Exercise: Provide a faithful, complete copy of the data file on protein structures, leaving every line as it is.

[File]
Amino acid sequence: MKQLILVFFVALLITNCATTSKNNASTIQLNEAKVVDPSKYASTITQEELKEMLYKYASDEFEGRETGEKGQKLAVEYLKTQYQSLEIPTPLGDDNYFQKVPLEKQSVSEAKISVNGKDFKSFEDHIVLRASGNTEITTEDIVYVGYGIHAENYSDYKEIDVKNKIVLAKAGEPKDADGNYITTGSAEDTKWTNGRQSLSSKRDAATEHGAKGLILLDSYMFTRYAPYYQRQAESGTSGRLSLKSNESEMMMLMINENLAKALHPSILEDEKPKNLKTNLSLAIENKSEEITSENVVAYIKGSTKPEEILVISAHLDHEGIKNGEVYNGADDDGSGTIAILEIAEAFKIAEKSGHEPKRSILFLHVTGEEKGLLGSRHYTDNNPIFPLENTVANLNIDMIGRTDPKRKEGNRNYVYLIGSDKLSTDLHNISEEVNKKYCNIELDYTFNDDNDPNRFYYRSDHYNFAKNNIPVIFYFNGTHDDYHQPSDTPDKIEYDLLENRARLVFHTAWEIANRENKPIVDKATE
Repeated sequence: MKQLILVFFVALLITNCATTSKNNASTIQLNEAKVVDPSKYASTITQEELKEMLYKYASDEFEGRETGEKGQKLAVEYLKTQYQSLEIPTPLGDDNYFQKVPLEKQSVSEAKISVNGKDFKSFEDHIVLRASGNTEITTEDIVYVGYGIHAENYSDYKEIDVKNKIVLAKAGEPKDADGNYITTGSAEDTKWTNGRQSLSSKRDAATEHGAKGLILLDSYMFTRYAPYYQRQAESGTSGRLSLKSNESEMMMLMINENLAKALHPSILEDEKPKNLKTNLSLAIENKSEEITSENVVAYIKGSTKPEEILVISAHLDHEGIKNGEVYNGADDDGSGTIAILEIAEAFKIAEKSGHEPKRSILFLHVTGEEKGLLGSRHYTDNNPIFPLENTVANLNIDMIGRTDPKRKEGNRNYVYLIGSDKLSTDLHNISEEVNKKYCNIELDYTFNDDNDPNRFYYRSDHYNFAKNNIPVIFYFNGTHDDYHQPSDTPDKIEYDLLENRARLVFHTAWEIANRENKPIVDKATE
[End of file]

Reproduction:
Amino acid sequence: MKQLILVFFVALLITNCATTSKNNASTIQLNEAKVVDPSKYASTITQEELKEMLYKYASDEFEGRETGEKGQKLAVEYLKTQYQSLEIPTPLGDDNYFQKVPLEKQSVSEAKISVNGKDFKSFEDHIVLRASGNTEITTEDIVYVGYGIHAENYSDYKEIDVKNKIVLAKAGEPKDADGNYITTGSAEDTKWTNGRQSLSSKRDAATEHGAKGLILLDSYMFTRYAPYYQRQAESGTSGRLSLKSNESEMMMLMINENLAKALHPSILEDEKPKNLKTNLSLAIENKSEEITSENVVAYIKGSTKPEEILVISAHLDHEGIKNGEVYNGADDDGSGTIAILEIAEAFKIAEKSGHEPKRSILFLHVTGEEKGLLGSRHYTDNNPIFPLENTVANLNIDMIGRTDPKRKEGNRNYVYLIGSDKLSTDLHNISEEVNKKYCNIELDYTFNDDNDPNRFYYRSDHYNFAKNNIPVIFYFNGTHDDYHQPSDTPDKIEYDLLENRARLVFHTAWEIANRENKPIVDKATE
Repeated sequence: MKQLILVFFVALLITNCATTSKNNASTIQLNEAKVVDPSKYASTITQEELKEMLYKYASDEFEGRETGEKGQKLAVEYLKTQYQSLEIPTPLGDDNYFQKVPLEKQSVSEAKISVNGKDFKSFEDHIVLRASGNTEITTEDIVYVGYGIHAENYSDYKEIDVKNKIVLAKAGEPKDADGNYITTGSAEDTKWTNGRQSLSSKRDAATEHGAKGLILLDSYMFTRYAPYYQRQAESGTSGRLSLKSNESEMMMLMINENLAKALHPSILEDEKPKNLKTNLSLAIENKSEEITSENVVAYIKGSTKPEEILVISAHLDHEGIKNGEVYNGADDDGSGTIAILEIAEAFKIAEKSGHEPKRSILFLHVTGEEKGLLGSRHYTDNNPIFPLENTVANLNIDMIGRTDPKRKEGNRNYVYLIGSDKLSTDLHNISEEVNKKYCNIELDYTFNDDNDPNRFYYRSDHYNFAKNNIPVIFYFNGTHDDYHQPSDTPDKIEYDLLENRARLVFHTAWEIANRENKPIVDKATE